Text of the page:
For the past several months I’ve been road tripping my way through Western Canada—Vancouver to the Badlands (Drumheller, in particular) to Banff to Jasper then back down via Glacier and Whistler—and while that long list of destinations implies the more exciting aspect of life on the road, the reality that the van life Instagrammers don’t show is that it tends to be something of a slog. Tedious at times, stressful in others, with plenty of distance between the things you actually hit the road to see in the first place, you learn as you go how to alleviate the most aggravating aspects of what more or less amounts to living in your car for weeks or months on end.
It takes experience to learn how to deal with the long miles cruising the asphalt, the nightly search for places to rest your head, and the endless array of practical tasks you’ll have to manage as you go along. Here we’ll discuss a few such strategies. In the past three years I’ve road-tripped nearly 40,000 miles across the United States, Mexico, and Canada, and here are a few road tip mistakes I will never make again.
When you’re initially packing, it seems like a smart idea to bring along all the comforts, conveniences, and “just-in-case” possibilities you can. But down the road, you’ll find that you’re only using a fraction of all the crap you now must dig through every time you need to find anything. Locating a can opener turns into fifteen minutes of riffling through a box of fancy camping kitchen gear that you’ll be too mobile to deploy.
Load up your vehicle a few days before your journey with all the reasonable and stupid things you think you’ll need but absolutely won’t, then cut out 40% or more. Really Marie Kondo all that junk. It’s only going to waste time, space, and fuel efficiency.
Once I get my momentum up, I hate to let it stop. This is especially the case when I have a long distance to cross, like when I’m trying to blast ten hours in a day. Early in such a marathon, it makes sense, but it doesn’t dawn on you until it’s too late—half a day later once you’ve worn your eyes and your nerves raw and you’re barely paying attention to the road at all anymore—that this was a mistake.
Taking the occasional break not only gives you a must-needed rest, but ensures that you actually experience the landscape you’re cruising through. It’s worth the lost hour or so over the course of the day.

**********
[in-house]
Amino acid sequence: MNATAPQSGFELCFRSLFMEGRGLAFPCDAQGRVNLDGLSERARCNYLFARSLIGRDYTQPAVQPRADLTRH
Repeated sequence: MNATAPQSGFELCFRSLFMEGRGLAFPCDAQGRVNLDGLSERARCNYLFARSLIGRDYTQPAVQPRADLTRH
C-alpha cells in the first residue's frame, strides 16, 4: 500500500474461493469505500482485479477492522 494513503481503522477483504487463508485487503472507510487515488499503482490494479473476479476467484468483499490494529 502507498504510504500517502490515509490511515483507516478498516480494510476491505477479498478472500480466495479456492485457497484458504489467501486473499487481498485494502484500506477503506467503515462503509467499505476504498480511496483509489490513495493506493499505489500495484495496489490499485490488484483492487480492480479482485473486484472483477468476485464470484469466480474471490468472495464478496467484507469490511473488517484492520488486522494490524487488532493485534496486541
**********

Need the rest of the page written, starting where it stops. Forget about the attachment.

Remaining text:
My goal for these long drives is to stop at least once every two hours and to try to get in at least one longer stop during which I take a walk or otherwise do something active. A short hike is an ideal option.
On the other hand, it’s entirely possible that you will overcorrect and stop so often that you never get where you’re going. This is a particular concern when you’re attempting to see a vast region in a relatively short amount of time.
Sometimes you need to cover ground above all else. Before your trip, take a minute to choose the essential experiences along your route, and schedule milestones that must be hit by certain dates. Fly by the seat of your pants between those fixed points, but when their time on the calendar comes, be sure you’re there.
The iOverlander app is a great way to find on-the-fly camping opportunities. Primarily used by the van-life crowd, it shows you where to find wild and established campsites along your route. Some have bare-bones information and a single review, while others have plenty of photos and dozens of reviews.
Don’t waste your time on the most popular sites. They’re usually popular for a reason, like a good view, but that popularity means that you’ll more likely than not end up camping alongside a bunch of other vehicles, or not finding space at all. I can’t tell you how many times I’ve bounced my way up some long gravel road only to find that the amazing site I’m seeking is full of rowdy campers.
A better strategy involves risking the places with decent but fewer and less ecstatic reviews. For every time I’ve been unable to stay at one of the hot spots, I’ve chanced a site with no photos and a single tepid review only to find that I have some glorious corner of nature all to myself.
These days most people listen to music via streaming services, which—while hyper convenient—becomes impossible the moment you drive out of phone service. That’s when you realize that for some reason the only albums you’ve downloaded are the ones you least enjoy listening to.
Spend some time downloading your favorite albums before you hit the road. I’m not just talking about a few. Get a wide range of artists so that you’ll have plenty to listen to on the long drive between here and there.
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